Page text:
Here in New England, we all know how unpredictable the weather can be. If you don’t like the weather, just wait five minutes and it will change. Or, you can go inside where you control the environment to make it more comfortable. The same way you endure these environments, so do your plants. They endure the different conditions that come with being rooted outdoors or in a greenhouse, including pests, mold, and viruses. If you’re a gardener, you know exactly what I am talking about -especially those who grow cannabis.
Pests can be the real enemy for both indoor and outdoor growers alike. Pests are defined as destructive insects or other animals that attack crops, livestock, food, etc. Bugs, mold, bacteria, etc., can impact cannabis crops severely. With some of these pests, you can’t even tell the crop has been devastated until it’s too late. Growing cannabis takes a whole lot of work, heart, sweat and tears. You spend weeks tending, pruning, defanning, feeding, and monitoring and then you see signs of insects, mold, and or bacteria. Is it too late to save your plant babies? Or is there something you can do to stop these pests in their tracks?
The Indoor Grow:
The best prevention method is creating a clean environment for your plants from the beginning to end of their life cycle. As a microbiologist, a clean room means gowning up, with booties and a hair net, and walking through an air shower before entering the work area.
However, that is not cost effective for our purposes. To get close to this level of cleanliness, you want to start with making sure yourself or any other persons interacting with your grow wear appropriate clothing and personal protective equipment (PPE) to prevent microbes, viruses, and other pests from contacting plants or other surfaces in your operation. Cleaning all surfaces with environmentally friendly disinfectants such as 70% Isopropyl Alcohol (IPA) or hydrogen peroxide helps too, as they kill most bacteria, viruses, and fungi. It’s important for employees or home growers alike to remember to start working with clean work surfaces and end with clean work surfaces. This includes any tools used such as shears, tweezers, or pruners.
You should also quarantine clones before bringing them into your facility or home. They can be contaminated from their mother plant upon arrival and create more problems for your grow. During the quarantine, be sure to inspect for pests and disease, and treat them if found before transitioning. Keeping plants at different stages in the life cycle can help to mitigate large crop loss if plants are found to be infected or contaminated. This way you don’t need to remediate your entire operation,only a portion. Still hurts the soul, but not as big of a blow as losing it all.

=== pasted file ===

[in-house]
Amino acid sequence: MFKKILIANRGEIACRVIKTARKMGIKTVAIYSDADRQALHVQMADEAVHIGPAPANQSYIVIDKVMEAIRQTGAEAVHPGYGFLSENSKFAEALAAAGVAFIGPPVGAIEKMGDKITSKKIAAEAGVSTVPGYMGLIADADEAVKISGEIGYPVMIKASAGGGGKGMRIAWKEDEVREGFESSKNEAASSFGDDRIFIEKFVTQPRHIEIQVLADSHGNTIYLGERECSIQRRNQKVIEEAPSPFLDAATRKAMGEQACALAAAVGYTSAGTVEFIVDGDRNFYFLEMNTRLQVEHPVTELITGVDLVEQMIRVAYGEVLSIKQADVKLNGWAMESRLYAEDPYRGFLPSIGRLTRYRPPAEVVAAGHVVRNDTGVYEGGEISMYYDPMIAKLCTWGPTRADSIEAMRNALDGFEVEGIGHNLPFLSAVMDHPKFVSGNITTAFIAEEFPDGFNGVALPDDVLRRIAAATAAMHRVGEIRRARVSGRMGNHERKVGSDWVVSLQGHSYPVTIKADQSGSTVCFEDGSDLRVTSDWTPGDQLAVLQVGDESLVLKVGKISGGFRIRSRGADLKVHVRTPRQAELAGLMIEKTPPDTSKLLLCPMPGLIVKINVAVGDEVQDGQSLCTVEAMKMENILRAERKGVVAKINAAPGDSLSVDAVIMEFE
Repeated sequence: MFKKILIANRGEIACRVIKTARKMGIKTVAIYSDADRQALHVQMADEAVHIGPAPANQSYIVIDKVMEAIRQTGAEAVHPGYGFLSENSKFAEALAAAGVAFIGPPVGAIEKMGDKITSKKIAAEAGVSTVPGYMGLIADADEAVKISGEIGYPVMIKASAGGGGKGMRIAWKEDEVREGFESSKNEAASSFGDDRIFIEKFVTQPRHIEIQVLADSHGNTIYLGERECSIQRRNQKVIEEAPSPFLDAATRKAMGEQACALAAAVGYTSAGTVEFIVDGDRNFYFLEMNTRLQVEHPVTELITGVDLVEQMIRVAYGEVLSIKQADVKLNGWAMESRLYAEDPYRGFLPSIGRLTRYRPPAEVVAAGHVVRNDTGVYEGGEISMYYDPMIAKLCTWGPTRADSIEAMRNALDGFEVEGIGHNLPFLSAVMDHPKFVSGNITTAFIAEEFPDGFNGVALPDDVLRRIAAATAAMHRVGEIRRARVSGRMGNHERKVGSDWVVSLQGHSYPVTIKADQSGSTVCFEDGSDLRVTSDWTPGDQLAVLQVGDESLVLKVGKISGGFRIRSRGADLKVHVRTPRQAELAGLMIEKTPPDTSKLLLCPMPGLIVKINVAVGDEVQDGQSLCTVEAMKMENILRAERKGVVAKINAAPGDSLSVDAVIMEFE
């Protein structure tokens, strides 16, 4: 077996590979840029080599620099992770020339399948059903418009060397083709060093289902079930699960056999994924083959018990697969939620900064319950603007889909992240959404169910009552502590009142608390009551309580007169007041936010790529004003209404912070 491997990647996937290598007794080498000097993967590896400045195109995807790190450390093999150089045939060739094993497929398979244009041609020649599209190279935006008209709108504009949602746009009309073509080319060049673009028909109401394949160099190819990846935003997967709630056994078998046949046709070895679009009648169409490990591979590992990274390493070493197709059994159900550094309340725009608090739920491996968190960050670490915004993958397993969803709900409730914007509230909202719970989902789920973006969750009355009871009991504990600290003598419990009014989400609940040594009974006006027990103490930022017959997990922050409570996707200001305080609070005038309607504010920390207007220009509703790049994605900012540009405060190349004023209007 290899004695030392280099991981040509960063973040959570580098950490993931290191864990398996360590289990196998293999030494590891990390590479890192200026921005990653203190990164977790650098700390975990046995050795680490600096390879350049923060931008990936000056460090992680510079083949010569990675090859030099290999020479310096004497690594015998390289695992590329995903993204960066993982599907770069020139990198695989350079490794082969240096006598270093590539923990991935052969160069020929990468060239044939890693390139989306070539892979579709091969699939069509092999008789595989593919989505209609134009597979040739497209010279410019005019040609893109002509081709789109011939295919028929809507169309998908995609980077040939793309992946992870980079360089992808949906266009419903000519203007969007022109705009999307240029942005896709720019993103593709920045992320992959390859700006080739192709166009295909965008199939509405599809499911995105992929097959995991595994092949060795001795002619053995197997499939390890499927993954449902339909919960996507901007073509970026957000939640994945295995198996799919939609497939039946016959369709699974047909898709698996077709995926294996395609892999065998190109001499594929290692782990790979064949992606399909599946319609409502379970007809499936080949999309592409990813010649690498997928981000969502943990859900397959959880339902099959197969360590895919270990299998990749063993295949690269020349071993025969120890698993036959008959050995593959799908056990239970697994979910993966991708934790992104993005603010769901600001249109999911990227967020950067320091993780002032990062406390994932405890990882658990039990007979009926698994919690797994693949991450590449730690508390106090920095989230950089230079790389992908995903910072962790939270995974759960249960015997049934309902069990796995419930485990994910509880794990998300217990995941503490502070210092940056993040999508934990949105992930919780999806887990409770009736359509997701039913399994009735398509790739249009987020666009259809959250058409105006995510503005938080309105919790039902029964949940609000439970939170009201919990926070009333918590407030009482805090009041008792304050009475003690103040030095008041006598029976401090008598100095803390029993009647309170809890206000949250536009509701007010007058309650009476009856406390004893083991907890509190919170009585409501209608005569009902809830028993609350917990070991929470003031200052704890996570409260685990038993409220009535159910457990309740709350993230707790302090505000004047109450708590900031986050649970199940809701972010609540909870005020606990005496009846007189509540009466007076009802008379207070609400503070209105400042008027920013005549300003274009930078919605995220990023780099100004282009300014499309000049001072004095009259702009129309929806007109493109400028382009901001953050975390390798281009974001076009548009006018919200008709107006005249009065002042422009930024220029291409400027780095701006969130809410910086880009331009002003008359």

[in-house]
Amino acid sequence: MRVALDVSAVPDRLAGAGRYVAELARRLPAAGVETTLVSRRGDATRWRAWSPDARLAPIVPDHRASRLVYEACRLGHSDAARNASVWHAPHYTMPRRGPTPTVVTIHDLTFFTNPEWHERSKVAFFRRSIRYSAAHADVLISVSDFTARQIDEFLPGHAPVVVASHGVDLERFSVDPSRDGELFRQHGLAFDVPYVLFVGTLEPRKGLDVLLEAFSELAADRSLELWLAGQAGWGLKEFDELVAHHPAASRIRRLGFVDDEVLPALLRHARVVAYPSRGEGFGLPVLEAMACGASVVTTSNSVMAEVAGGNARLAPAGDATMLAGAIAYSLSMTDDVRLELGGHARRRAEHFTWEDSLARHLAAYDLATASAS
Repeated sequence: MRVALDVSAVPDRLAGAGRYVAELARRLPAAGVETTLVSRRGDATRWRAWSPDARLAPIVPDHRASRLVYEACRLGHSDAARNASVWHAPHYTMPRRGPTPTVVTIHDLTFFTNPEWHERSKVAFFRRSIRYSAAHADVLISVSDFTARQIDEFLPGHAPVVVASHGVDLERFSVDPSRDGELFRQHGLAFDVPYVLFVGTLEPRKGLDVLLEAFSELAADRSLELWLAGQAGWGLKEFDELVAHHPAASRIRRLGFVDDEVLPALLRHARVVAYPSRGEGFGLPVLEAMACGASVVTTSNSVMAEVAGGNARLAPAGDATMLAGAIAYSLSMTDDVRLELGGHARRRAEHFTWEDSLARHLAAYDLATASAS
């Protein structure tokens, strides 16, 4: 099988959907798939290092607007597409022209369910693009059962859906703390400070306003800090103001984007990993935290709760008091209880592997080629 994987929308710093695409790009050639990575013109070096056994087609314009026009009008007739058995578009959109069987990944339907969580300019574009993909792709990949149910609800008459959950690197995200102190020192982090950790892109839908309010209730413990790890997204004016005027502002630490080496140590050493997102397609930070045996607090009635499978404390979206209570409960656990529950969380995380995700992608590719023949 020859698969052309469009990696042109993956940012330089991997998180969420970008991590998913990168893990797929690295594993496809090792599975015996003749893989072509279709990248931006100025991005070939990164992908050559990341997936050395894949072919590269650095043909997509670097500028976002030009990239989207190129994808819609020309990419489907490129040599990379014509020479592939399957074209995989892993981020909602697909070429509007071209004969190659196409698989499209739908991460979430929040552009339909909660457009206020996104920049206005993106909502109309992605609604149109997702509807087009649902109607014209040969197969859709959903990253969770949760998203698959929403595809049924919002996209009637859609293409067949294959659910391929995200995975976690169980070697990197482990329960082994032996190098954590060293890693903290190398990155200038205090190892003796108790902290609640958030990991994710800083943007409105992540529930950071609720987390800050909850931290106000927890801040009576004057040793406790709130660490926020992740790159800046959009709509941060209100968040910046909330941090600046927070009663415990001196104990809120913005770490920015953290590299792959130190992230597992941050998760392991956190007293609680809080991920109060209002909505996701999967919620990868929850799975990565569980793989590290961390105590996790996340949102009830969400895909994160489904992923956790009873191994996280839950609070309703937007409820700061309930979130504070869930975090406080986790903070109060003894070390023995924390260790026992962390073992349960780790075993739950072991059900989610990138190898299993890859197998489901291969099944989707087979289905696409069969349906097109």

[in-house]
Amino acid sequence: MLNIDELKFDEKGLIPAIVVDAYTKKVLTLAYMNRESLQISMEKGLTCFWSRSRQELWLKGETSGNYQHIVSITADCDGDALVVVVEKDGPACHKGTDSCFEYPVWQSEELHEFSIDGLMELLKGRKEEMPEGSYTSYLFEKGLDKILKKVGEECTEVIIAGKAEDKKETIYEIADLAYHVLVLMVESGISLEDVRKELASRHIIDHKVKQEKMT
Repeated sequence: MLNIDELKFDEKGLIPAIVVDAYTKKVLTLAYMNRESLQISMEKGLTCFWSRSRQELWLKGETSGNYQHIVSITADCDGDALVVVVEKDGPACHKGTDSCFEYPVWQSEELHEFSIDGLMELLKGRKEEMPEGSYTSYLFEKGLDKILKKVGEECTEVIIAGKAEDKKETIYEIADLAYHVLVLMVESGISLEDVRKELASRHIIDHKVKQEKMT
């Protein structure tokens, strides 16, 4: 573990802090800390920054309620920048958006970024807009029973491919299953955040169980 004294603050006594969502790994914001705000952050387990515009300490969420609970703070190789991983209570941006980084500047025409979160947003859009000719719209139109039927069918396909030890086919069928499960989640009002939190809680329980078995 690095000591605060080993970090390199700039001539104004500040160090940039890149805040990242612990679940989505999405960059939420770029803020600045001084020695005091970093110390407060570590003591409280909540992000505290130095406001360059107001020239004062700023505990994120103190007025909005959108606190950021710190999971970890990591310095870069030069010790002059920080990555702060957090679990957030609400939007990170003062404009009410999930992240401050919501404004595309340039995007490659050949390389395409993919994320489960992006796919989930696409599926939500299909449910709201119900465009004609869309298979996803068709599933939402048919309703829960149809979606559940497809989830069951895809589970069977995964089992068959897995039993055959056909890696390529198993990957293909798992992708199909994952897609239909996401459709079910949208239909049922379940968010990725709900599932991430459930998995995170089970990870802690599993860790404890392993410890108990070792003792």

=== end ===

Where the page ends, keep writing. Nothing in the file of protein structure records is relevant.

The Outdoor Grow:
Growing outside can create its own set of problems. Of course, while doing as much of the previously mentioned topics as you can will still help in the outdoor grow, some may be harder to do than others, like maintaining a certain temperature. It’s harder to protect from the elements, pests, air conditions, and soil elements, especially if you are not growing in a greenhouse. Still, there are a few methods you can use to prevent these issues.
Companion planting is a great way to ward off pests naturally by placing other plants, such as basil or mint, near your cannabis plants. Plus it can make for a more diverse garden. However, if you are to plant mint or garlic chives, make sure you have them in pots or soil separate from your cannabis as they are known for growing out of control and suffocating other plants. It’s also important to ensure proper nutrients and pH levels, as an imbalance can lead to perfect conditions for microbes. Bacteria can be helpful to your plants, but can also completely ruin them if mismanaged.
Checking your water supply can also be a great way to maintain a clean environment for your plants. Heavy metals, microbiologicals, and pesticides are just some of the contaminants you can find in your water. Of course having minerals and such can help your soil and therefore your plant, but again, if mismanaged they can cause a disaster. levels of minerals, pesticides, etc., can also vary depending upon your water source. Unfortunately for the outdoor uncovered grower,you can’t test the rain water, but you can make your plants movable to bring inside when it rains. Buckets and other coverings work just as well too.This not only helps with overwatering, but also ensures no unknown contaminants make their way into your soil and therefore, your plants.
Just as the environment you live in affects you, it also affects your plants. A happy plant will produce a happy high. Working on your plants and the environment around it is a great hobby and a great way to ensure a good product. Testing your flower can help you understand where you went right or wrong in the process. Whether you are growing indoors or outdoors, we can grow happy plants together!